Ian Parker, New Yorker:
In recent months, Sir Jonathan Ive, the forty-seven-year-old senior vice-president of design at Apple—who used to play rugby in secondary school, and still has a bench-pressing bulk that he carries a little sheepishly, as if it belonged to someone else—has described himself as both “deeply, deeply tired” and “always anxious.” When he sits down, on an aluminum stool in Apple’s design studio, or in the cream leather back seat of his Bentley Mulsanne, a car for a head of state, he is likely to emit a soft, half-ironic groan. His manner suggests the burden of being fully appreciated. There were times, during the past two decades, when he considered leaving Apple, but he stayed, becoming an intimate friend of Steve Jobs and establishing the build and the finish of the iMac, the MacBook, the iPod, the iPhone, and the iPad. He is now one of the two most powerful people in the world’s most valuable company. He sometimes listens to CNBC Radio on his hour-long commute from San Francisco to Apple’s offices, in Silicon Valley, but he’s uncomfortable knowing that a hundred thousand Apple employees rely on his decision-making—his taste—and that a sudden announcement of his retirement would ambush Apple shareholders. (To take a number: a ten-percent drop in Apple’s valuation represents seventy-one billion dollars.) According to Laurene Powell Jobs, Steve Jobs’s widow, who is close to Ive and his family, “Jony’s an artist with an artist’s temperament, and he’d be the first to tell you artists aren’t supposed to be responsible for this kind of thing.”
Photo: "Jonathan Ive (OTRS)" by Marcus Daweshttp://firstname.lastname@example.org - Wikipedia:Contact us/Photo submission. Licensed under CC BY-SA 3.0 via Wikimedia Commons.
Raffi Khatchadourian, New Yorker:
Today, machines seem to get better every day at digesting vast gulps of information—and they remain as emotionally inert as ever. But since the nineteen-nineties a small number of researchers have been working to give computers the capacity to read our feelings and react, in ways that have come to seem startlingly human. Experts on the voice have trained computers to identify deep patterns in vocal pitch, rhythm, and intensity; their software can scan a conversation between a woman and a child and determine if the woman is a mother, whether she is looking the child in the eye, whether she is angry or frustrated or joyful. Other machines can measure sentiment by assessing the arrangement of our words, or by reading our gestures. Still others can do so from facial expressions.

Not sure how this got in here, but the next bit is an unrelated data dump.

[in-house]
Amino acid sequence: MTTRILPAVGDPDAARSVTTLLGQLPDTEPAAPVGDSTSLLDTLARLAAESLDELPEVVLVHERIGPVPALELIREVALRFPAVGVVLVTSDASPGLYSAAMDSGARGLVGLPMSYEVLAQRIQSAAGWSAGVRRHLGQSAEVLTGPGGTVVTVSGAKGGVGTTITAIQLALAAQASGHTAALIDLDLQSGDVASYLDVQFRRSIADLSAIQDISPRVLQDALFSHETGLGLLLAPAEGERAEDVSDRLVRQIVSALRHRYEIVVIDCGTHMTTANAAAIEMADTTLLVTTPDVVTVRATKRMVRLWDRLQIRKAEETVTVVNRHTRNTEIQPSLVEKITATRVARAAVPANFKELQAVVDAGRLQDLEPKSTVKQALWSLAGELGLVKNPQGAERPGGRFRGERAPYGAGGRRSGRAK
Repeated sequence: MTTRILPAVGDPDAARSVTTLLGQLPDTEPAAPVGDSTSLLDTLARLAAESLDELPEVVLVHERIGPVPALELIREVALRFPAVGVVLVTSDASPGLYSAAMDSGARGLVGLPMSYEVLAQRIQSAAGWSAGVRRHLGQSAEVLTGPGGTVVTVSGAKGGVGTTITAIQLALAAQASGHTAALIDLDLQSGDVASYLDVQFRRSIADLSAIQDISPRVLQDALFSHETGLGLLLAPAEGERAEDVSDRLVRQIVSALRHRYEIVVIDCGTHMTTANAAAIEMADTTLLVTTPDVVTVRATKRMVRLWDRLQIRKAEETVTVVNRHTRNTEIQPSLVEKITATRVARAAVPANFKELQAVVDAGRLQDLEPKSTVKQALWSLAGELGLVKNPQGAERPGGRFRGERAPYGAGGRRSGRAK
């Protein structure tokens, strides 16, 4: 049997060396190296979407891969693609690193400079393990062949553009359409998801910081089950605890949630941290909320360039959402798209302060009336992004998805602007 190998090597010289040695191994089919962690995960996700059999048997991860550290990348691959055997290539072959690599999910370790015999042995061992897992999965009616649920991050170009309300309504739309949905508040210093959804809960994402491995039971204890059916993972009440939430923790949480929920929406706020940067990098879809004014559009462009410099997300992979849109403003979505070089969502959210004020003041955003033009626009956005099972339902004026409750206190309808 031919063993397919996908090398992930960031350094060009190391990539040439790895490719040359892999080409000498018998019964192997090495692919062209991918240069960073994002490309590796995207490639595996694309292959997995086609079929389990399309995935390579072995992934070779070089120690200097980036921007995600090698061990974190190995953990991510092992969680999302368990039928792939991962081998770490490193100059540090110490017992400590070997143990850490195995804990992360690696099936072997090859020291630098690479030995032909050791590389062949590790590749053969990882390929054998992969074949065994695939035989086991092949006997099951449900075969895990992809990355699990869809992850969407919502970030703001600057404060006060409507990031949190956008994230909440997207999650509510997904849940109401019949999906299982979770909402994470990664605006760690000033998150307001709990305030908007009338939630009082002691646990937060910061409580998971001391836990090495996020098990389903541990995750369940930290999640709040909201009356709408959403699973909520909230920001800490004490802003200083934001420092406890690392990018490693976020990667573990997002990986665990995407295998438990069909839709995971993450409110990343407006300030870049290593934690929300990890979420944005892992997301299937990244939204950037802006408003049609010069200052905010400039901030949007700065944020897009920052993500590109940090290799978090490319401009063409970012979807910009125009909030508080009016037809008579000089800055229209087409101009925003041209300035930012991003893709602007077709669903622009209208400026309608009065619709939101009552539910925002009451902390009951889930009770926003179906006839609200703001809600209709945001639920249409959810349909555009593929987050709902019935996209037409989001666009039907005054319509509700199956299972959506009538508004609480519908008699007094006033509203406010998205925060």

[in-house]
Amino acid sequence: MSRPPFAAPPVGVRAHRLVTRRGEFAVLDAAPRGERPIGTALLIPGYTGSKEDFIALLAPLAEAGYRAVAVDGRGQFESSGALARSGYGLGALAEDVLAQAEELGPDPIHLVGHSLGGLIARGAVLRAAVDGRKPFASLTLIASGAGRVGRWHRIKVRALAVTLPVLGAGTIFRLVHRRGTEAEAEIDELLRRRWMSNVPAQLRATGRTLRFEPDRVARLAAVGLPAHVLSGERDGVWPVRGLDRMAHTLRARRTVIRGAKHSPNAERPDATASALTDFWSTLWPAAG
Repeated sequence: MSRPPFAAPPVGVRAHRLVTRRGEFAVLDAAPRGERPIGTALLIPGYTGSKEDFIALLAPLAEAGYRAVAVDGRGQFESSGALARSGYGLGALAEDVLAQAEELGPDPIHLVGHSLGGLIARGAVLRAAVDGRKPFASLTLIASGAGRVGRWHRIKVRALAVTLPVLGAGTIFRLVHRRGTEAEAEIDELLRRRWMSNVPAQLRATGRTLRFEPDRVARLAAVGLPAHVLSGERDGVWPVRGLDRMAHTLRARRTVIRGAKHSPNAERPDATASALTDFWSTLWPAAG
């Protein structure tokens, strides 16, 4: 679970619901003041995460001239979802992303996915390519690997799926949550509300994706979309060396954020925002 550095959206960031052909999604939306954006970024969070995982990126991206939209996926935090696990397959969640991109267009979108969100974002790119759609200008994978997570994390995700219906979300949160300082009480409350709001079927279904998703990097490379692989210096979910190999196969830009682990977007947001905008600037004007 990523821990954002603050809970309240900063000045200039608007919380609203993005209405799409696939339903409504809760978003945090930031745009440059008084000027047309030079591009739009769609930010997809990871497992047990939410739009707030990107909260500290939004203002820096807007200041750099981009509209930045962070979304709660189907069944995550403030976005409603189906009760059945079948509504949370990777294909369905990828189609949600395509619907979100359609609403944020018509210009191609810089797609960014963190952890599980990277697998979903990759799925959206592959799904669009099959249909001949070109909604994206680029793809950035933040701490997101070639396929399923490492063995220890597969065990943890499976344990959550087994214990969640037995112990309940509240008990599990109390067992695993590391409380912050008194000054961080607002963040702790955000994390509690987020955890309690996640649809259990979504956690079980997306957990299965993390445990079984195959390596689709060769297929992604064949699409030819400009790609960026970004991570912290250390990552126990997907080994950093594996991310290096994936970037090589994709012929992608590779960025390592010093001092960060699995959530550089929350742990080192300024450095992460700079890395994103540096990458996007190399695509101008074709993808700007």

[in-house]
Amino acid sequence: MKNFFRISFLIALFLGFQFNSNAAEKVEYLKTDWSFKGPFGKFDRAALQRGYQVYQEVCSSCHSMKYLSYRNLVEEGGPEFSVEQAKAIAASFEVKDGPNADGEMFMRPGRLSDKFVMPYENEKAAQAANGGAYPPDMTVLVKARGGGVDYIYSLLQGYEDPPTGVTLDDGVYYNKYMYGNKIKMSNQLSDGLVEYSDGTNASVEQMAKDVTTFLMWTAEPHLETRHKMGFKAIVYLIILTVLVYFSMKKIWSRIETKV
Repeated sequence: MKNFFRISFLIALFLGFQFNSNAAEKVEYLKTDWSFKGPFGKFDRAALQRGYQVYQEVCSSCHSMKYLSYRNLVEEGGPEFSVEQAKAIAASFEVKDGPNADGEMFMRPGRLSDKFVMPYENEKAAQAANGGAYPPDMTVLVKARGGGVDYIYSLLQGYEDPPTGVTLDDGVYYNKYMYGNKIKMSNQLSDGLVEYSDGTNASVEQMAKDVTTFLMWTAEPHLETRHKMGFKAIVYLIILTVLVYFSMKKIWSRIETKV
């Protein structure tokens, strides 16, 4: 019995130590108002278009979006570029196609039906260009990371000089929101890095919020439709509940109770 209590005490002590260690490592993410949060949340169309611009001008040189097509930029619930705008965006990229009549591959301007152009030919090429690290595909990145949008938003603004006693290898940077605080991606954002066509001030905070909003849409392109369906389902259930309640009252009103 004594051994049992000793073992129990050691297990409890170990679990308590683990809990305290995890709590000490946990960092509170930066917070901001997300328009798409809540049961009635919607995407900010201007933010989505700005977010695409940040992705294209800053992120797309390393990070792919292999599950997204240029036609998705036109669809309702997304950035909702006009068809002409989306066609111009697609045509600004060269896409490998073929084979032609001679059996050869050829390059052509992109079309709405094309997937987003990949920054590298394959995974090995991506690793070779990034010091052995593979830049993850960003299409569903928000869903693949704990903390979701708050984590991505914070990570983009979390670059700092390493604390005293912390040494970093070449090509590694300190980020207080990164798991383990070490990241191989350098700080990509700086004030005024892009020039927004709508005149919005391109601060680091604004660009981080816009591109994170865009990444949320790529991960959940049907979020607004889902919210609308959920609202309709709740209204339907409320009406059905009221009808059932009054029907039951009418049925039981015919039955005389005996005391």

Our faces are organs of emotional communication; by some estimates, we transmit more data with our expressions than with what we say, and a few pioneers dedicated to decoding this information have made tremendous progress. Perhaps the most successful is an Egyptian scientist living near Boston, Rana el Kaliouby. Her company, Affectiva, formed in 2009, has been ranked by the business press as one of the country’s fastest-growing startups, and Kaliouby, thirty-six, has been called a “rock star.” There is good money in emotionally responsive machines, it turns out. For Kaliouby, this is no surprise: soon, she is certain, they will be ubiquitous.
David Sparks, MacSparky:
Turns out, you can find friends on your Mac from the messages app by tapping on the "Details" text button in the upper right corner.
The Withings Home is a lot more than just a smart camera - it's the complete home solution it claims to be. It's a camera, a video recorder, a night light, a speaker, a one-song singer, a picture story teller and it will even tell you when you've burned the toast. You can't really ask for too much more that that.
Jean-Louis Gassée, Monday Note:
Johann Jungwirth, the Mercedes Benz R&D exec that Apple hired last September, worked on infotainment systems, which makes him a natural for Apple’s work on CarPlay. The mystery vans are most likely part of the company’s Maps product.
SNL was so much better back then, back when the host talked for an hour and there were 15 musical guests and puppets— Josh A. Cagan (@joshacagan) February 15, 2015
Thanks for reading.